What I took off this bike were mechanical bar-end shifters and Shimano 105 mechanical front and rear derailleurs. What I added were parts of an Ultegra Di2 groupkit: bar-end shifters, 3-port junction box, an internal battery, front derailleur, rear derailleur, a junction b, and 4 E-tubes to connect those pieces. Retail on that smattering of Shimano Di2 goodies could be had for about $800 and I hunted around, was patient, and in the end spent about $600.
The image above is “before” I went to work on this bike. Below is “after” and as you can see, one reason this cleans up nice is it’s easier to hide electronic cables. It’s also much easier to work on this – or any – tri bike with internal cables if you can get rid of mechanical shifting.
The bar and stem changes meant removing Canyon’s own V21 stem and H30 bar and replacing it with a Profile Design Aeria Ultimate combo. The Aeria Ultimate stem has space inside large enough to house the junction box. Both front and rear brake cables are routed internally through the bar and stem without seeing the light of day.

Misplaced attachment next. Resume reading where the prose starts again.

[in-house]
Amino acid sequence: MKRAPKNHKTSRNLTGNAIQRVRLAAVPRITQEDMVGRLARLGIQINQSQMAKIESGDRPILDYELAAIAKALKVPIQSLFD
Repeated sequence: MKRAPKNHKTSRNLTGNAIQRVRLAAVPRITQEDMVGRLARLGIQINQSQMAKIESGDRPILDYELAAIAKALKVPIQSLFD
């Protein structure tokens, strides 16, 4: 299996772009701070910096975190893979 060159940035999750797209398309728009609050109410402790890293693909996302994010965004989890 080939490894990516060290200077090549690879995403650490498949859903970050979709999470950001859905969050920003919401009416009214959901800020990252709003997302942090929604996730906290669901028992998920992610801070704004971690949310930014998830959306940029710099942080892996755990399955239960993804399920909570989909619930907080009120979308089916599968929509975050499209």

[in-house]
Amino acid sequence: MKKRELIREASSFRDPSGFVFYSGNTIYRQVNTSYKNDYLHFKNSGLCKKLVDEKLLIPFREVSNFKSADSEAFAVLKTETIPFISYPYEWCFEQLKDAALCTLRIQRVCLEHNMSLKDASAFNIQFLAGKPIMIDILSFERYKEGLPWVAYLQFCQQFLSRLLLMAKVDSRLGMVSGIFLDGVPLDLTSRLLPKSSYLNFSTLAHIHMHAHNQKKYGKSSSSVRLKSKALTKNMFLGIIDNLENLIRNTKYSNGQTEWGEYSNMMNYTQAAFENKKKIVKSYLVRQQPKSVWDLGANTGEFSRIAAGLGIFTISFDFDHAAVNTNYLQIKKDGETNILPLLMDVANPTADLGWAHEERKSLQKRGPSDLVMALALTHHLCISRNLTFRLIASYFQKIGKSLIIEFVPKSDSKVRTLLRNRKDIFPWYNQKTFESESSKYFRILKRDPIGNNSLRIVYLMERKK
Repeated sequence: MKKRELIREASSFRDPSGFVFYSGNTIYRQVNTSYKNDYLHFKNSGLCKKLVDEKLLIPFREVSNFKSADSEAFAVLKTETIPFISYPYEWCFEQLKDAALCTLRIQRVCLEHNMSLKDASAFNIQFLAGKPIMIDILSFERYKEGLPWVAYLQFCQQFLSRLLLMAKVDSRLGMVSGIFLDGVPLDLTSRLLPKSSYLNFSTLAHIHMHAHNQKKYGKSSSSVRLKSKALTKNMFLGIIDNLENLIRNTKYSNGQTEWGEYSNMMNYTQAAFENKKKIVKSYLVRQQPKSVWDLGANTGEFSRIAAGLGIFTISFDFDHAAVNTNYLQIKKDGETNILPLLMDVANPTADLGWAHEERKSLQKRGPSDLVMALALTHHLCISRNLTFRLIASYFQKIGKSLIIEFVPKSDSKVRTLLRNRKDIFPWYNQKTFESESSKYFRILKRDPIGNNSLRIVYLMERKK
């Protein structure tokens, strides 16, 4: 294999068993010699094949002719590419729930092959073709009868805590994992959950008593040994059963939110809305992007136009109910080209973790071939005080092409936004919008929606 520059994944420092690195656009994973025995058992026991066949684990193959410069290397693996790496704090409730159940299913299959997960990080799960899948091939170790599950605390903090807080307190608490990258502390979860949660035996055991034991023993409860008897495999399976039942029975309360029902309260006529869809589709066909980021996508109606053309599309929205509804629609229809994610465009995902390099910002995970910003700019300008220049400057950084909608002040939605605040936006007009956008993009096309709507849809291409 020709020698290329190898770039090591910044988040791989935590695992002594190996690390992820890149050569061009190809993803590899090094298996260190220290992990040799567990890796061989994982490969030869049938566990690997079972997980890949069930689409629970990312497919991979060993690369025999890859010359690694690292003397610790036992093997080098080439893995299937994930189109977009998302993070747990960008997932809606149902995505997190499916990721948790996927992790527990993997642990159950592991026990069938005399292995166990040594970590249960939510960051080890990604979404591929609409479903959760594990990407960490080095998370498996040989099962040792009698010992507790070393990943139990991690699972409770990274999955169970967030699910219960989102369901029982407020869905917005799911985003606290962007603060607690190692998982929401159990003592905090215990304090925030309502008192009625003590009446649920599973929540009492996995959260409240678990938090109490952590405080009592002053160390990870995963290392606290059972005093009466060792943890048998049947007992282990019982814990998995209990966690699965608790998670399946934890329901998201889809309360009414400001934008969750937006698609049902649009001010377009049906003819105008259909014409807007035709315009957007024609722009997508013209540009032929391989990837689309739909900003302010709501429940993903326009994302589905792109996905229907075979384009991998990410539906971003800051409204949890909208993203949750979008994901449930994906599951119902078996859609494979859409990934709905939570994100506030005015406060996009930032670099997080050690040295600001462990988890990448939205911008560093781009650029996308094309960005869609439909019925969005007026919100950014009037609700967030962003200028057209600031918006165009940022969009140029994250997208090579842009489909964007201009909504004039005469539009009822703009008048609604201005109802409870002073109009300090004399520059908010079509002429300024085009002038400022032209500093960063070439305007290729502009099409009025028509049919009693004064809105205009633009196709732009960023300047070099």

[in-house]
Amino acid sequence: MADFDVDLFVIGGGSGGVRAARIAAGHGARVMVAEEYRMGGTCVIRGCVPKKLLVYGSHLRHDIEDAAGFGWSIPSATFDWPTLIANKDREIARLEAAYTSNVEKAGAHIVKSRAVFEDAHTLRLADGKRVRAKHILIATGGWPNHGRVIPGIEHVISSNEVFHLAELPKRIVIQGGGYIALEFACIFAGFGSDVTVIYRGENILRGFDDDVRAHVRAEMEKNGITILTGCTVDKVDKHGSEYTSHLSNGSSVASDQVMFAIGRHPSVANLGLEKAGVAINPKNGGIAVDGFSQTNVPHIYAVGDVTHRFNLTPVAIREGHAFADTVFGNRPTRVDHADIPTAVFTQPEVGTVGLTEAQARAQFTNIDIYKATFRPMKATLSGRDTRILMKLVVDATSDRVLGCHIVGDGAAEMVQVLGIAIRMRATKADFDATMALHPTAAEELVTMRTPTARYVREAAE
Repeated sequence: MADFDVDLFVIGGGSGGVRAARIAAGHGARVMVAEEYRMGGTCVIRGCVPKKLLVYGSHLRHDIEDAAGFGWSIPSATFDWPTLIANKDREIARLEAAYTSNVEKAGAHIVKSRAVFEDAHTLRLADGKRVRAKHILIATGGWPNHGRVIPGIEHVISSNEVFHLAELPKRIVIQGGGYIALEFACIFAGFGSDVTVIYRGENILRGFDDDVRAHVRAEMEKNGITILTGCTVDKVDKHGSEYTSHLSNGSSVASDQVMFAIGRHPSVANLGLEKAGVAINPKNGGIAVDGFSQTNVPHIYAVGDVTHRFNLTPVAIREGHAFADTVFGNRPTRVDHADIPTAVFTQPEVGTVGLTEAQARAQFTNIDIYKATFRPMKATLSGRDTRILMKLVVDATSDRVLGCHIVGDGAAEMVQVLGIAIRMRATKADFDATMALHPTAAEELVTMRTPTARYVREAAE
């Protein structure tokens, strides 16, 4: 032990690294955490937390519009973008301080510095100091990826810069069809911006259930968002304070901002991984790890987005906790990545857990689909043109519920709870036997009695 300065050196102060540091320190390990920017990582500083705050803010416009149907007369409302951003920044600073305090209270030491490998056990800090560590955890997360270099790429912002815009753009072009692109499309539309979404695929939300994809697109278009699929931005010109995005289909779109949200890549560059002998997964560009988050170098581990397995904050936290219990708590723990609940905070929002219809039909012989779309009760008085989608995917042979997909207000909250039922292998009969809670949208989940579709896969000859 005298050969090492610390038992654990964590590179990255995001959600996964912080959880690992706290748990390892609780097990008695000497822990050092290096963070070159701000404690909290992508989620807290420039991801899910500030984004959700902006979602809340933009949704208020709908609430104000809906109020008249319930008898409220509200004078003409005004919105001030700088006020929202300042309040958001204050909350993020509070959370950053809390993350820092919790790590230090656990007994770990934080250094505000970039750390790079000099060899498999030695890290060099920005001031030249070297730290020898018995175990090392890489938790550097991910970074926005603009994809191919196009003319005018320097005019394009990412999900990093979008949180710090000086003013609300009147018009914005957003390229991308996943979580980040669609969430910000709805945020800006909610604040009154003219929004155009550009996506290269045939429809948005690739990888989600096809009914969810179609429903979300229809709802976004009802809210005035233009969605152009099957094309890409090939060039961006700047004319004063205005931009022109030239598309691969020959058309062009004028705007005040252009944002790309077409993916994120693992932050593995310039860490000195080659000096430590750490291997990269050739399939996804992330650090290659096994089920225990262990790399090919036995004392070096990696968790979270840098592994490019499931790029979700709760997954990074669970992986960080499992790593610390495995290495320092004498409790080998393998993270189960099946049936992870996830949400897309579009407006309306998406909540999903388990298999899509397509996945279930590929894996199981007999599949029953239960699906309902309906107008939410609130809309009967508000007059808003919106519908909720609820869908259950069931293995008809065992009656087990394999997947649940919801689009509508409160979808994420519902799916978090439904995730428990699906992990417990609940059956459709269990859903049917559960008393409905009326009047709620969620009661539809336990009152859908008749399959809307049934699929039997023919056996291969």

The E-tubes from the shifters exit the back of the aerobar extensions, and, after a dab of electrical tape, tuck neatly into a channel in the back of the risers before disappearing into the bar as well. Profile-Design’s Aeria Ultimate Stem is $159 and Aeria Ultimate cockpit is $1,100. (This was the big financial gulp. But, last I checked PD has a sale going on the Aeria Ultimate stem, so, you can clean up your Speedmax a bit just with the stem purchase if you’re upgrading it to electronic.)